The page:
Early miscarriage is invisible. Nobody sees it unless we share it with them, as a general rule. Often, few to none are aware that we are pregnant. They have no idea there was anything for us to lose. Those who do know are unlikely to know how to react. Some people try to brush it under the rug as nothing, hoping to reassure us by saying things like, ‘You can try again!’ or ‘At least it was early!’ Because, somehow, they think if they say this it makes it true. If we ‘focus on the positive’ the loss will be swept away by a happy future. I’m sure most of them really want to believe these platitudes. They really want us to feel better, to have a happy ending, to forget the pain. They don’t understand that they’re making it worse.
Some people grieve with us. If we let them. Unfortunately, we rarely do. Most of us seem to fall into the trap of not wanting to be a bother, not wanting to make others uncomfortable or sad. So we don’t talk about it. We pretend we’re fine, ‘moving on’. We keep our misery to ourselves. We do this even with our dearest ones who want to help. Please, friends, don’t do this! It’s okay to talk about it. It’s okay if other people cry for our babies, too. They loved them, too. They lost them, too. If you have someone in your life who is willing to be sad with you, please let them. Just as we tell others it’s okay to bring up our babies, that it won’t make us sad because we’re sad already, our loved ones are sad whether we bring them up or not. Especially our partners. Don’t shut each other out.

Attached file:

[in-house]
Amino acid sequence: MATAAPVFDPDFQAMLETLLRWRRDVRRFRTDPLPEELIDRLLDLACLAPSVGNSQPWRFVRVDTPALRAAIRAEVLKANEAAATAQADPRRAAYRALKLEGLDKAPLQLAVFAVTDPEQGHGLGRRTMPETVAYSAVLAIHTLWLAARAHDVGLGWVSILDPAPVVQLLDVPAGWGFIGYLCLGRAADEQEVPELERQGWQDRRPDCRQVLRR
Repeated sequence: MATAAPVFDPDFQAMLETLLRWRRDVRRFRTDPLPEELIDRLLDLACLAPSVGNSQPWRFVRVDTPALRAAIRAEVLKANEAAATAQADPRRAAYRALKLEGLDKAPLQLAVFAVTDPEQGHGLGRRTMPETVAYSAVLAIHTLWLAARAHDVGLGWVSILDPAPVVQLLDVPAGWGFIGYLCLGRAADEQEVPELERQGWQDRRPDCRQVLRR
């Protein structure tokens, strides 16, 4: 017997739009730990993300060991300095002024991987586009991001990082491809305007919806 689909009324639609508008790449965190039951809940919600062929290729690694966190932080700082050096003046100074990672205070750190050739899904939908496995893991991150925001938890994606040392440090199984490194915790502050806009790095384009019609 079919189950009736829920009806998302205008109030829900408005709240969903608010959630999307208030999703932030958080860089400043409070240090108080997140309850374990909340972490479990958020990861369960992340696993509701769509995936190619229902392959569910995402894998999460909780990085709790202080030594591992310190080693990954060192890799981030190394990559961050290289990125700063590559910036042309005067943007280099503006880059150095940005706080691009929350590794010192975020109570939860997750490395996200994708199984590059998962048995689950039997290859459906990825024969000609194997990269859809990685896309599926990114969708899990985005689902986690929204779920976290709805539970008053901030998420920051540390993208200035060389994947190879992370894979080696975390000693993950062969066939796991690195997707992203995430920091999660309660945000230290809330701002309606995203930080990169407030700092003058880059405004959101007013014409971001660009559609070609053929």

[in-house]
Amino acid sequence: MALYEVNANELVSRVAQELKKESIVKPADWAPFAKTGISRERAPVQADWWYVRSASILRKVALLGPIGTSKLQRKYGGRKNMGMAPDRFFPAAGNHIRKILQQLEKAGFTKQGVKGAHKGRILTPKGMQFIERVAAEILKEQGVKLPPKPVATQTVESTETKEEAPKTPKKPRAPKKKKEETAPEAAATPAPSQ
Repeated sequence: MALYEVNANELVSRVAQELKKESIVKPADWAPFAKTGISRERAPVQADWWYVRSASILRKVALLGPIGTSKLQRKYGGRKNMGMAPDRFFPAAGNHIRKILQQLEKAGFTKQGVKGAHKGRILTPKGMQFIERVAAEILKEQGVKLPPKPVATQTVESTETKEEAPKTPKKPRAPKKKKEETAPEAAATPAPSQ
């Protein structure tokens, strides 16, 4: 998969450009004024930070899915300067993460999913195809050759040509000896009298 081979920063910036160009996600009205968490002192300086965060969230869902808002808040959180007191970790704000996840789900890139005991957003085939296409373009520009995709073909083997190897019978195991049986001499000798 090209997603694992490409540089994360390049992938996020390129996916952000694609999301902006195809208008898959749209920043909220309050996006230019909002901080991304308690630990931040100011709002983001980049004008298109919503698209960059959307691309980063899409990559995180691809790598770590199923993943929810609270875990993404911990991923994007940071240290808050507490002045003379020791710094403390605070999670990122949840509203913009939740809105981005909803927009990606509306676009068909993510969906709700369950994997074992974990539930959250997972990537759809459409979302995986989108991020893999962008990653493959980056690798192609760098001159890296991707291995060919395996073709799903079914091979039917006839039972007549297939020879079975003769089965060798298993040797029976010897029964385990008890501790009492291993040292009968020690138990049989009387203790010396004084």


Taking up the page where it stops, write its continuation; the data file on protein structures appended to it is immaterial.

I know you do this. I know, because I did it, too. I didn’t want anyone to worry about me. To think I wasn’t okay. Even though I was not okay. It took me nearly a year to tell my husband, who I tell everything, that I was not okay. It took me a year to find Empty Arms so I could go talk to other people who were not okay. It’s amazing how much it helps to be not okay together! If you do it long enough, you get to be okay more often than you’re not. And, best of all, you recognize that being not okay is totally normal, acceptable, and even healthy. You realize that you’re not alone in this, after all. You start to be able to talk to people, to stop hiding this gigantic part of your life. You find out you can tell people, and they aren’t as uncomfortable as you thought they’d be. There are more of us than you think.
The hardest part is being alone. It’s feeling the pain invisibly, like your tiny, precious, invisible baby really wasn’t real. Your baby was real. It’s okay to say so. Empty Arms is a safe place to say so. Mother’s Day is coming, and it’s hard. We will be at Liberty Family Practice on the Tuesday before, May 9th, and again on Saturday the 13th for the Flower Project. Come be visible.